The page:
A MUCH loved tree which has carried an evocative poem for 169 years has toppled over after three centuries.

The Poem Tree at Castle Hill in Wittenham Clumps, near Didcot, came down this week.

The mighty beech, pictured above, and left in 1963, died in the 1990s but had been left as a natural habitat and because of the popularity of the poem.

Its base has completely rotted and it is thought the recent wet then hot weather led it to fall into a nearby hawthorn.

A crane was brought in to lower the tree to make it safe but it disintegrated while being winched to the ground.

Joseph Tubb of Warborough spent two weeks carving the 20-line poem in 1844.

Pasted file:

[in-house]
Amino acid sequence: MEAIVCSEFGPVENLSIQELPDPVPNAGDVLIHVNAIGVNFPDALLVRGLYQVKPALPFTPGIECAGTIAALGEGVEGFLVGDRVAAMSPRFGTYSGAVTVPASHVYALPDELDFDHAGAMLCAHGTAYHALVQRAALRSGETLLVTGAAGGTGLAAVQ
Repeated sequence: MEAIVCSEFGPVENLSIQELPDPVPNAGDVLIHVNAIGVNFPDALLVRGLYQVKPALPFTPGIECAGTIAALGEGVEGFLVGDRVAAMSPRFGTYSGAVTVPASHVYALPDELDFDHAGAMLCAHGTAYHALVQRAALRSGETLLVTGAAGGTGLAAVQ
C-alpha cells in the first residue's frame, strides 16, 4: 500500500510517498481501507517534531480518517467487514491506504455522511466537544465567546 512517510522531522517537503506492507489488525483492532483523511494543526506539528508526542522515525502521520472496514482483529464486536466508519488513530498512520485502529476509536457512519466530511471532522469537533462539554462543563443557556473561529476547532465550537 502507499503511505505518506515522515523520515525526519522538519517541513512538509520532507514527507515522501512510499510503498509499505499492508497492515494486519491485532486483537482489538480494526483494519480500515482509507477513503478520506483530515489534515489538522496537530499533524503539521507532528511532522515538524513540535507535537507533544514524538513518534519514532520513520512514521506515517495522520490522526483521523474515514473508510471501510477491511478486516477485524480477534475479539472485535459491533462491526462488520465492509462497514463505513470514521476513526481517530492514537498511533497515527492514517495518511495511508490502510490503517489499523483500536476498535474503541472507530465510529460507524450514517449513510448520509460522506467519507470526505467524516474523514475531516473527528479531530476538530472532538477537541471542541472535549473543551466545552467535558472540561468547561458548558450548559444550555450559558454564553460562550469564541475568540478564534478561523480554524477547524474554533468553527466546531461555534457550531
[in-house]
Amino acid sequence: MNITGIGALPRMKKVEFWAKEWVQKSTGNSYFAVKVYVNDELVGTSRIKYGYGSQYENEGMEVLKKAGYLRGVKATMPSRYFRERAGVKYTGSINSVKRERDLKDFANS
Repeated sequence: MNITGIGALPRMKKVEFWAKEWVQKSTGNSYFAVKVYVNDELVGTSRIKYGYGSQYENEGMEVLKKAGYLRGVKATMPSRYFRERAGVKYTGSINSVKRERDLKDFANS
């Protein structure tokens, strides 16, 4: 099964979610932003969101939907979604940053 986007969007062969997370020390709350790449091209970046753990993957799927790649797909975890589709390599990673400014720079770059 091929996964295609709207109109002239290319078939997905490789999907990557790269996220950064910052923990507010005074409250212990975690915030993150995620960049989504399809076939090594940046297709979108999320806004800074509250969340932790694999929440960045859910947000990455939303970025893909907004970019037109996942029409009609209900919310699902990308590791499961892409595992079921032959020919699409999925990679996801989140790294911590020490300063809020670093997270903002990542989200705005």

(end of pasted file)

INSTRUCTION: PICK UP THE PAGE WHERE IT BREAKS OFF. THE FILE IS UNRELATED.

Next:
It includes the lines Such is the course of time, the wreck which fate / And awful doom award the earthly great.

The tree has now been left to remain as a habitat and parts of the poem removed for display in its visitors’ centre. Harriet Henley of the Earth Trust, which manages the beauty spot, said: “People have said how sad they are.

“It is almost magical, the fact this mysterious poem appeared around 170 years ago, it is an almost tangible piece of natural history.”

The trust is considering running a competition for a youngster to write a poem for another tree at the site.